Teachers and retirees are suffering without a budget in place, two freshman Democratic lawmakers said during a March 10 news conference. A spokesman for the Republican leader of the Senate said the General Assembly has passed a budget, but obstinate Democrats — including Gov. Roy Cooper — continue blocking the spending plan from taking effect.
Rep. Julie Von Haefen, D-Wake, and Sen. Wiley Nickel, D-Wake, spoke to a mostly empty room on how the ongoing budget impasse has harmed teachers and retirees.
The two lawmakers called for Senate leader Phil Berger, R-Rockingham, to sit down with Cooper to negotiate a budget compromise. But Pat Ryan, a spokesman for Berger, said the two leaders have been talking and chided the Democratic lawmakers for being unaware of those discussions.
Joining the legislative pair was Willie Ramey, President of N.C. Retired School Personnel; Kristin Beller, president of the Wake chapter of the N.C. Association of Educators; Wake County teachers Laura Woods and Kim Mackey; and Lisa Mead, advocacy chair of the Wake County PTA Council.
The group said the budget stalemate has roiled the public education system. School districts can’t fill vacancies. School support staff and educators are forced to work multiple jobs in order to survive. Retirees aren’t able to keep up with inflation.
“Funding education isn’t up for debate. It’s required by the state constitution and protected by the court,” Von Haefen said, referencing the Leandro court decision requiring the state to provide every student with access to a sound, basic education.
“The problem is Republicans want it their way or the highway,” the Wake senator said. “They have presented only one option and that’s their budget.”
The governor has provided a compromise budget, but Republicans haven’t responded, Nickel said.
“Senator Berger spoke with Governor Cooper last week,” Pat Ryan, a spokesman for Berger said in an email. “We’re sorry to see Senator Nickel wasn’t kept in the loop on those developments.”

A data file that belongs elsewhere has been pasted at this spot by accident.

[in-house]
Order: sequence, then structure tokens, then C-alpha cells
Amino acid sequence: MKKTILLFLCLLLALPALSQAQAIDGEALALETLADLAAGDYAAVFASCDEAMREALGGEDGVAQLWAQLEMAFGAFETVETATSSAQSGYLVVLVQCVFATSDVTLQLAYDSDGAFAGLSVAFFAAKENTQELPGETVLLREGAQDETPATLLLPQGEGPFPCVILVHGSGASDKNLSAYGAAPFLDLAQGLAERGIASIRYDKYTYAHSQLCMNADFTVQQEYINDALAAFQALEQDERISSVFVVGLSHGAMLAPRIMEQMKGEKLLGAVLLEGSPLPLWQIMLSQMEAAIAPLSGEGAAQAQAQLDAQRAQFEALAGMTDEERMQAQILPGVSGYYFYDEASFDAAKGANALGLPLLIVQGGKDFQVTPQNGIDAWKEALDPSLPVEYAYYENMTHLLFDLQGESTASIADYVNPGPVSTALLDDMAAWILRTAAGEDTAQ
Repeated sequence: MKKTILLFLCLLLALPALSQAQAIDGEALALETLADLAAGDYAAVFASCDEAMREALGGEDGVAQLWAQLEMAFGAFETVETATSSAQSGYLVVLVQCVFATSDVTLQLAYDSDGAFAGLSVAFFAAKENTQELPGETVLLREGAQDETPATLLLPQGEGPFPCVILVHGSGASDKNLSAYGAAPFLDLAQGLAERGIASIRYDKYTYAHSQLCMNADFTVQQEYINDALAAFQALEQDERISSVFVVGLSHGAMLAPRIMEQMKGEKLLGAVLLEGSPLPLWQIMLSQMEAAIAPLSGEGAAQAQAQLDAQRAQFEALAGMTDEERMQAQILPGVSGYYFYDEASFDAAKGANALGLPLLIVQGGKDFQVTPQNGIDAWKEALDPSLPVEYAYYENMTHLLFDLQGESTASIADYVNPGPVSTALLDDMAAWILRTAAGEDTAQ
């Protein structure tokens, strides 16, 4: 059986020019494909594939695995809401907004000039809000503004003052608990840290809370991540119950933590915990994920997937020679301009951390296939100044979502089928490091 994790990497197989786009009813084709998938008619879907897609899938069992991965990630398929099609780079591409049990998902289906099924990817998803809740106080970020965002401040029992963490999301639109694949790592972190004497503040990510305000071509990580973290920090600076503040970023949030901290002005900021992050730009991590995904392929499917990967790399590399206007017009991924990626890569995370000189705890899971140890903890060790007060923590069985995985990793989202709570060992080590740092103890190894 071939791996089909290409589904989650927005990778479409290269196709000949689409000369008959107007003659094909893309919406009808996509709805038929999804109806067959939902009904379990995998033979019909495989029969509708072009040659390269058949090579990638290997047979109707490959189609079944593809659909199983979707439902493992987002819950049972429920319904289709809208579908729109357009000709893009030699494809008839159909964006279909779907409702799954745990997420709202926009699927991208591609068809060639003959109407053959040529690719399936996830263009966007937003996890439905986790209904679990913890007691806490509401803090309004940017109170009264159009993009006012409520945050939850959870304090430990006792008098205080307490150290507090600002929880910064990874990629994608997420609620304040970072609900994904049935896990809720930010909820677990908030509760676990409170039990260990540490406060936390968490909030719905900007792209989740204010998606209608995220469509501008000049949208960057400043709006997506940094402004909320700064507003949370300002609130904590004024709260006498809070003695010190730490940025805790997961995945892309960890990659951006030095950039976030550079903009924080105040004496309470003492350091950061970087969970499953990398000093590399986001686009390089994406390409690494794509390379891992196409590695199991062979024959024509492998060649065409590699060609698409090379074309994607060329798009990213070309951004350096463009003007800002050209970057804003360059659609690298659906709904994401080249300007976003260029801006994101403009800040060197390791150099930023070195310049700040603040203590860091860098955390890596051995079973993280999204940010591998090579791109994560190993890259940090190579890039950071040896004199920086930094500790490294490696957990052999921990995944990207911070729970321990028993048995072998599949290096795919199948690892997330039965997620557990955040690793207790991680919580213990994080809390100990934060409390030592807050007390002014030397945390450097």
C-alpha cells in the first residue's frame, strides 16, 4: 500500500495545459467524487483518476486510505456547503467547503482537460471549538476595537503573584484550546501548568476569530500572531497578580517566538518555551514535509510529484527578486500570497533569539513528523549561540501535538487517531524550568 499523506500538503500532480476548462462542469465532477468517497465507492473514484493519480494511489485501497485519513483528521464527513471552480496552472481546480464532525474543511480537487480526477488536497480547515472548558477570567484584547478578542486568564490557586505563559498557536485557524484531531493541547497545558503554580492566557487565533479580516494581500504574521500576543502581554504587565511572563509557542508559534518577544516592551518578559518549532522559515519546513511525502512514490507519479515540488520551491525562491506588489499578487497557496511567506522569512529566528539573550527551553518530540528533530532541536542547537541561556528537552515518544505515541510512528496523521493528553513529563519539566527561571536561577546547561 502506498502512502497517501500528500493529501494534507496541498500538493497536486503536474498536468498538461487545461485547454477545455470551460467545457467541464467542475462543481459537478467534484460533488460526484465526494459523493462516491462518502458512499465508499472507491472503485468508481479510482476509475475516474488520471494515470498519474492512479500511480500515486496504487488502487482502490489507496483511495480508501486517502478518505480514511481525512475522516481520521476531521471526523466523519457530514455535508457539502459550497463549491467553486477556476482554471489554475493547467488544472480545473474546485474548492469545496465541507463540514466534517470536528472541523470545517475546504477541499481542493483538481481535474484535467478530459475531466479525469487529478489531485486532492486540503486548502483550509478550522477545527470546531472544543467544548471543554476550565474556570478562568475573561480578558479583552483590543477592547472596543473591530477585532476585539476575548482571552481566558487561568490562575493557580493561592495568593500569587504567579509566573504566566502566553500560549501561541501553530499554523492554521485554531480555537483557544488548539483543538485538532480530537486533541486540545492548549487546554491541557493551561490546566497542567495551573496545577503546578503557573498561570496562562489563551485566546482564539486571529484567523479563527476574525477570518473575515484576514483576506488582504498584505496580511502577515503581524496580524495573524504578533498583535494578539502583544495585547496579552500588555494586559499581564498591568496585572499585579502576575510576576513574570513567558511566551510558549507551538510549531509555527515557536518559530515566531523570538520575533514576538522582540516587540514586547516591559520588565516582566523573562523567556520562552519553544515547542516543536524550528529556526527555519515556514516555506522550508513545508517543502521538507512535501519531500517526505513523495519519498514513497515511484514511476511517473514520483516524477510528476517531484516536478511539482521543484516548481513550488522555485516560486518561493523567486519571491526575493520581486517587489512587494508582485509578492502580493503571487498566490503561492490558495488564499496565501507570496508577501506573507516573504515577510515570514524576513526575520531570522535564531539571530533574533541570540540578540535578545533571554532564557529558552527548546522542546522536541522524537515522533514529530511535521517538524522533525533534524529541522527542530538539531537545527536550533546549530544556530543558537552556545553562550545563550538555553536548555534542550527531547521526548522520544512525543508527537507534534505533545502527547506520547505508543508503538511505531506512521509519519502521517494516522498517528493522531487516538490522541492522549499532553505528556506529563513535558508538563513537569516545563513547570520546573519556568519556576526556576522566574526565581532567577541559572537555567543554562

The General Assembly is scheduled to return April 28 for a short session. No agenda for the short session has been released.
Nickel and Von Haefen want lawmakers to act sooner. Before the end of the month, the General Assembly should return to pass mini budgets covering teacher pay raises and cost-of-living adjustments for retirees, Nickel said.
Democratic and Republican lawmakers have been locked in a stalemate since June, when Cooper vetoed the $24 billion General Fund budget. Cooper wanted more money for teacher pay raises and school construction, as well as funds to expand Medicaid.
The House managed to override the veto Sept. 11, 2019, but most Democratic representatives weren’t in the chamber. House Democrats said they were told no votes would be held that morning, but the Republican leadership has been adamant that it was just a misunderstanding.
The Senate hasn’t tried an override vote, though it almost happened during a one-day session in January. Some Senate Democrats would have had join Republicans to override the veto, but Berger couldn’t get any Democrats to go along.
In October lawmakers passed Senate Bill 354, the Strengthening Educators’ Pay Act, one of several mini budgets. S.B. 354 would have given educators the pay raises that were outlined in the budget. Cooper vetoed the bill.
An attempt to override the veto failed. Senate Democrats said the pay raises Republicans offered were inadequate and didn’t do enough to help support staff including bus drivers and janitors.
“It’s rich to get lectured about the importance of teacher pay by somebody who single-handedly blocked a teacher raise,” Ryan said of Nickel. “If he’d just voted yes, then teachers would be earning more money right now.”
Ryan isn’t optimistic a bipartisan teacher pay increase will happen in the short session.
“Senate Democrats have opposed every Republican-sponsored teacher pay raise in the last 10 years, including the highest raise in the country,” Ryan said. “There’s no Republican-sponsored raise they’d ever support.”